Environmental Groups Intensify Opposition to Planned Expansion of Coal-Fired Power Plants

A medical mission conducted in Naga, Cebu in December last year by the group of Dr. Romeo Quijano, a professor at the Department of Pharmacology and Toxicology in University of the Philippines(UP) -College of Medicine, proved that coal-fired power plants greatly affects people’s health. The Salcon Power Corp. (SPC)-Kepco operates in Naga.

According to a news report, people who accidentally inhaled coal ash from the operating coal-fired power plant affects their upper respiratory system. In Barangay Poblacion, Naga, 34 of 97 patients have upper respiratory infections. Some of the diseases acquired by the people within the community of Naga are hypertension, urinary tract infection, Musculosketal disorder that affects the body’s muscles, joints, tendons ligament and nerves, Koch’s pulmonary or tuberculosis and other lung-related diseases like pneumonia and acute bronchitis, arthritis, errors of refraction, malnutrition and postural hypertension among others.

Nolasco said increasing the number of coal-fired power plants in the country is misguided and downright disastrous.

Contradiction in Prevention of Climate Change

The Philippines participates in the United Nations Framework Convention on Climate Change (UNFCC), an international treaty that sets general goals and rules for confronting climate change.

According to Kaliksan-PNE, coal is identified as the single major source of carbon emission and air pollution in the world. “Coal accounts for one third of the emissions of global greenhouse gases, the primary cause of climate change and global warming. The power industry consumes most of the coal produced and coal-fired power plants, the main technology used to convert coal to electricity, is known as one of the dirtiest power generation technologies.”

“This contradicts our country’s commitment to prepare people to adapt to the effects of climate change and to protect people’s health,” Nolasco told Bulatlat.

Moratoruim on Coal-Fired Power Plants

On Nov. 24, Bayan Muna, Gabriela Women’s Party, Anakpawis Act Teacher’s Partylist and Kabataan have filed a house resolution calling for the immediate moratorium on the construction and/or expansion of all coal-fired power plant projects in the country until 2050.

The organizations under the Network Opposed to Coal Power Plants (No to Coal Power Plants) supported the resolution.

Nolasco, also the spokesperson of No to Coal Power Plants said the resolution “is in response to the Aquino administration’s push for two new coal power plants in Iloilo City and Cebu province to operate early next year and its commitment to foreign and local energy companies to construct four coal power plants in the country.”

However, the group clarified that they are not calling for the closure of existing coal power plants in the country. The moratorium until 2050 only goes with the deadline set by the UNFCC to stabilize global carbon emission, climate change, and global warming. The group also said that by 2050 there would be a 52 percent increase of greenhouse gas emissions if the trend in carbon emissions continues. This would result in a rise of global temperature by 1.7 – 2.4 degrees centigrade.

“Imposing a coal moratorium in the country is a big contribution to combating global warming. More so, avoiding the use of coal for power will alleviate our dependency to imported fossil fuels and dirty power technologies. Given the right policies and programs on energy, the government can definitely provide a cheap, stable and clean power supply to the Filipino people, without sacrificing the welfare of our communities and environment,” Nolasco said.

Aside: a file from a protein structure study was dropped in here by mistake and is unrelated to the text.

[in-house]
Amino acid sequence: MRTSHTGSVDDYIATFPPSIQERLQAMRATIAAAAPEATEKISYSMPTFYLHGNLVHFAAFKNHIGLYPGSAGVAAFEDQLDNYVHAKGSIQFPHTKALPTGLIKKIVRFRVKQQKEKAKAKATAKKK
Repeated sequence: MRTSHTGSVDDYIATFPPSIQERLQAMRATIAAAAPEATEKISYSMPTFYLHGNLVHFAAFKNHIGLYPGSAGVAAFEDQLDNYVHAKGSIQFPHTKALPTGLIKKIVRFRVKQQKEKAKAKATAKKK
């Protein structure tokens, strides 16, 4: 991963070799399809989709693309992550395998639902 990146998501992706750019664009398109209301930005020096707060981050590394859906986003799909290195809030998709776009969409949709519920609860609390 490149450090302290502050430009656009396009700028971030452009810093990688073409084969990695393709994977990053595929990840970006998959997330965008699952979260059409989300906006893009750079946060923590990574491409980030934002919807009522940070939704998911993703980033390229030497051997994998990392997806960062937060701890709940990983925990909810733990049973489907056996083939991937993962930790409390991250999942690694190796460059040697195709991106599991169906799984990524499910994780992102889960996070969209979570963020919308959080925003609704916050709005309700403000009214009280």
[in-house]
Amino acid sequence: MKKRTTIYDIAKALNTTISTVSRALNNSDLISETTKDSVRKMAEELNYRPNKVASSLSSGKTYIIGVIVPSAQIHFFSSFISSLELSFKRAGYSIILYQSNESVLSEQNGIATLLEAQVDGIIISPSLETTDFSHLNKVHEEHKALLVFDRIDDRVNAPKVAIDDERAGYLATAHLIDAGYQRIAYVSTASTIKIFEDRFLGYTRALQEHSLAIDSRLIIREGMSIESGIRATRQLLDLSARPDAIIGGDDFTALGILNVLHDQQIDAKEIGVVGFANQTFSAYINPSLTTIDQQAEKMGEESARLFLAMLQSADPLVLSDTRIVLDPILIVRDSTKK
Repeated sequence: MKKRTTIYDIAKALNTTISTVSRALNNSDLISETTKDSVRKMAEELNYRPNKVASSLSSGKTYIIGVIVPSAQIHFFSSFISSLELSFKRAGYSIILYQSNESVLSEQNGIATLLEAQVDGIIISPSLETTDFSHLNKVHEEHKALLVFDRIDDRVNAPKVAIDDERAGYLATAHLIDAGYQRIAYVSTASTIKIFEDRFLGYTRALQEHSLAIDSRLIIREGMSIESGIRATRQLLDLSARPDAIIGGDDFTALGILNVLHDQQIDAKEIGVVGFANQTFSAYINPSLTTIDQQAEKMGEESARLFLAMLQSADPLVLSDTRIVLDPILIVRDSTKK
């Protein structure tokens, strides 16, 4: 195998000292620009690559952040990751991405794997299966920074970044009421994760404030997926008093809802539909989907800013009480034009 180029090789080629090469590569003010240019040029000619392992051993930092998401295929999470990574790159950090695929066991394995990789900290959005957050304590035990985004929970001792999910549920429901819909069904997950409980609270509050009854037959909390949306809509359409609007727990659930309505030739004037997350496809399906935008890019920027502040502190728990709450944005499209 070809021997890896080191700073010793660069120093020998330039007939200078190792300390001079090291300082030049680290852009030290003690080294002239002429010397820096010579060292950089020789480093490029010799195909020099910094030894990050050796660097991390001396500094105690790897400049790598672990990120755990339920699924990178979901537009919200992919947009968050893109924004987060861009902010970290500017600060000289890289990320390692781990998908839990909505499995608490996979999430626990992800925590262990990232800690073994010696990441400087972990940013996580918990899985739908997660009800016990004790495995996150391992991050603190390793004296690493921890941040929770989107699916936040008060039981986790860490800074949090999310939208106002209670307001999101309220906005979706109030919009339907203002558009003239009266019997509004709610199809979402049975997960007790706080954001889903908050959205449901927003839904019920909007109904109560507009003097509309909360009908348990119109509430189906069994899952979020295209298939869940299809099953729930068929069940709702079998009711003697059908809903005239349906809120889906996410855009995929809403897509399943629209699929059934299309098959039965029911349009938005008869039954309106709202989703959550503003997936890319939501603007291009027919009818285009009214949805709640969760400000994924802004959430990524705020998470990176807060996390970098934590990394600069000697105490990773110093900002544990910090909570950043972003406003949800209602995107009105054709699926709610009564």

Privatization of Electric Power Industry

Tapang said there are other alternatives for generating power and the Philippines has one of the highest potential in the world in terms of geothermal resources. Added to this, Tapang said, the country’s solar and wind power potentials are more than enough to replace existing power generation.

Other indigenous renewable energy sources are biomass and water. Tapang said these industries needed only to be tapped and developed.

“It is the responsibility of the government to build the power plants and generate, transmit and distribute the electricity in the country. However, the government privatized the National Power Corporation (NPC) and let private companies to develop the electric power industry,” Tapang explained, citing the Electric Power Industry Act of 2001 (Epira). “The problem is these private companies will not build plants if they will not gain profits,” said Tapang.

“The government should have developed other energy sources like renewable energy instead of passing an anti-people law like Epira,” Tapang explained. (Bulatlat.com)

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2 Comments - Write a Comment

  1. Fantastic goods from you, man. I have understand your stuff previous to and you are just extremely fantastic.

  2. What agency in the Philippines that regulates and monitoring the air pollutants from dirty power plants? Here in United states, it is the EPA and other agencies had set an air quality standard . Coal powered plants are really a good source of energy, it's been used for decades as a source of electricity. If all the power plants in the Philippines will have some sort of filters,scrubbers or some types of protection control to clean the mercury, fine particles and other air toxins, then , it will be more safer. Does our government do not have a committee to check and study these power plants proposal about safety before giving them permit to operate? just asking

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